The discovery of the kittens is significant because L.A.’s mountain lion population doesn’t have it easy. Those in the Santa Monica Mountains, to the south, are hemmed in by multi-lane highways, which has prevented migration and led to an inbred population, and rodent poison is a regular threat. One lonely lion known as P-22 has a big social media following but no lady lions to consort with.
Lions must also dodge cars near the kittens’ home, the Santa Susanas, which are a key gateway connecting the animals with their brethren in the Santa Monicas and the Los Padres National Forest. The kittens were captured and ear-tagged by the Park Service, which for 14 years has been studying how mountain lions in and around Los Angeles are coping with an urbanized and increasingly fragmented habitat.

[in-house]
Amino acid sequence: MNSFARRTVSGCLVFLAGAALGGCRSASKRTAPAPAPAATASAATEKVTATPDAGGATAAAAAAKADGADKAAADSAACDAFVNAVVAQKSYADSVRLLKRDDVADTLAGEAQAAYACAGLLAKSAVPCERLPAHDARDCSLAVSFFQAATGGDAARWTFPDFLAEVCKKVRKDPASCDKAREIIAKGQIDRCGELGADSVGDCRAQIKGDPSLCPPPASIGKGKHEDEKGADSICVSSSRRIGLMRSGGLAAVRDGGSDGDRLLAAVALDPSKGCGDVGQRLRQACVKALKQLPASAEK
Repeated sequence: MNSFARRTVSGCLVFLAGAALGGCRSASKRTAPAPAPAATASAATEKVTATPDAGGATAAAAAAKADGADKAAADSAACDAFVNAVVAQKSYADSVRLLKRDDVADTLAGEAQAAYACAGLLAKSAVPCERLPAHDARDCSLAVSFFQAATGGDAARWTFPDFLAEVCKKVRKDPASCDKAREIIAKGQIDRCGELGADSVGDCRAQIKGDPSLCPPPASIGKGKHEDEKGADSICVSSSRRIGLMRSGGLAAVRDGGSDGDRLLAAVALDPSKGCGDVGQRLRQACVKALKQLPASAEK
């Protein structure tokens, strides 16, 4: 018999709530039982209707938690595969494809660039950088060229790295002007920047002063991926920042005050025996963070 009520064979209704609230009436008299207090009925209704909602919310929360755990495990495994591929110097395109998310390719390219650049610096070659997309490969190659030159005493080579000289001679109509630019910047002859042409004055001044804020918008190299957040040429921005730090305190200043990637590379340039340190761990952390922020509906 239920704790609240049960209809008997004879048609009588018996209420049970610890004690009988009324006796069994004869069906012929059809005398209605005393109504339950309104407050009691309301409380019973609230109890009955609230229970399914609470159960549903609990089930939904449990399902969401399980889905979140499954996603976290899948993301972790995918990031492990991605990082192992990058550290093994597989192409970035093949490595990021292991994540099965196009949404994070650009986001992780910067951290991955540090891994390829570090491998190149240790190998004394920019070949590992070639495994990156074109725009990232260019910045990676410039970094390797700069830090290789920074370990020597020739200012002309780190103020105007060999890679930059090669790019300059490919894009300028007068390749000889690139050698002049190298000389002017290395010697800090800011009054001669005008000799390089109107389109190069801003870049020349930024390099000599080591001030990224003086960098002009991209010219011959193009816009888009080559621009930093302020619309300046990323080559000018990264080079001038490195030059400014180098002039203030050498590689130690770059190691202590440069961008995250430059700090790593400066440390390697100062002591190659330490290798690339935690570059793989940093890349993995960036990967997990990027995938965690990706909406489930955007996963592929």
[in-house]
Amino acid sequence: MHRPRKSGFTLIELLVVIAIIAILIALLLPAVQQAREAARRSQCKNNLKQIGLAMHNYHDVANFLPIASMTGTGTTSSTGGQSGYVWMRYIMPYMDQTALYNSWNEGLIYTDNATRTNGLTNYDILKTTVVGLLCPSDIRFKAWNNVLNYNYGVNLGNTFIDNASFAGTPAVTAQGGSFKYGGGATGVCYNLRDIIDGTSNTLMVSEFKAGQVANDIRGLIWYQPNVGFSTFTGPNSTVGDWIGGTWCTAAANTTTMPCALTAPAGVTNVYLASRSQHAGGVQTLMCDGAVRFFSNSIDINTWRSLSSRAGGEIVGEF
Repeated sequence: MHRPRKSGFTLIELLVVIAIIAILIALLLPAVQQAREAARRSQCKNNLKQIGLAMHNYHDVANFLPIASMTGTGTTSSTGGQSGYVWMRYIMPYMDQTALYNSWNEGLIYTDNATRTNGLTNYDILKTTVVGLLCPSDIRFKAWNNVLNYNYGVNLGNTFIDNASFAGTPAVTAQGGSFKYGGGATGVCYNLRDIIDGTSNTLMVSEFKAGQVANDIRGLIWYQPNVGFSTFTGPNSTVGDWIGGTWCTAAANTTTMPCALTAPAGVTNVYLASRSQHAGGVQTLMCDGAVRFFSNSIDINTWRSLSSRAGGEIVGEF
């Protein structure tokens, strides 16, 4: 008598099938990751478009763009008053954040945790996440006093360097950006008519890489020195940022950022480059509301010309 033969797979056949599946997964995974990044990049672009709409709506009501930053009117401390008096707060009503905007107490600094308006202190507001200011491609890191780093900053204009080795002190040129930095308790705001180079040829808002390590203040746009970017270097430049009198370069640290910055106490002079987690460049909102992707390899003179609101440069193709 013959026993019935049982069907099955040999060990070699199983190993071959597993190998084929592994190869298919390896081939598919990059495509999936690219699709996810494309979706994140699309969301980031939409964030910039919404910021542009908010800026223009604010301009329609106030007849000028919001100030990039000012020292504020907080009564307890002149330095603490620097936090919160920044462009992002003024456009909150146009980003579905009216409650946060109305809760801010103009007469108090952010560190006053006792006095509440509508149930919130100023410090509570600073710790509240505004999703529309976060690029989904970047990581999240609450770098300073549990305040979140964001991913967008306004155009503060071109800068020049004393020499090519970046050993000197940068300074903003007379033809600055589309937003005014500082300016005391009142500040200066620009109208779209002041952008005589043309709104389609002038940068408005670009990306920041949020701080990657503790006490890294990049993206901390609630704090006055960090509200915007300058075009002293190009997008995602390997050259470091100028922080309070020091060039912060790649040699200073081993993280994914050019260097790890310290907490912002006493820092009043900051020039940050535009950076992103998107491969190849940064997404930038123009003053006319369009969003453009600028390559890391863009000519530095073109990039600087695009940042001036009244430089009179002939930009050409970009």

“Despite the challenges mountain lions in this area face, the animals we’ve studied appear to be reproducing successfully,” Jeff Sikich, a biologist with Santa Monica Mountains National Recreation Area, said in a statement about the kittens.
The tougher part is surviving. The mother of one of the litters had another kitten in 2015, and the Park Service said Wednesday that biologists believe it did not make it to adulthood.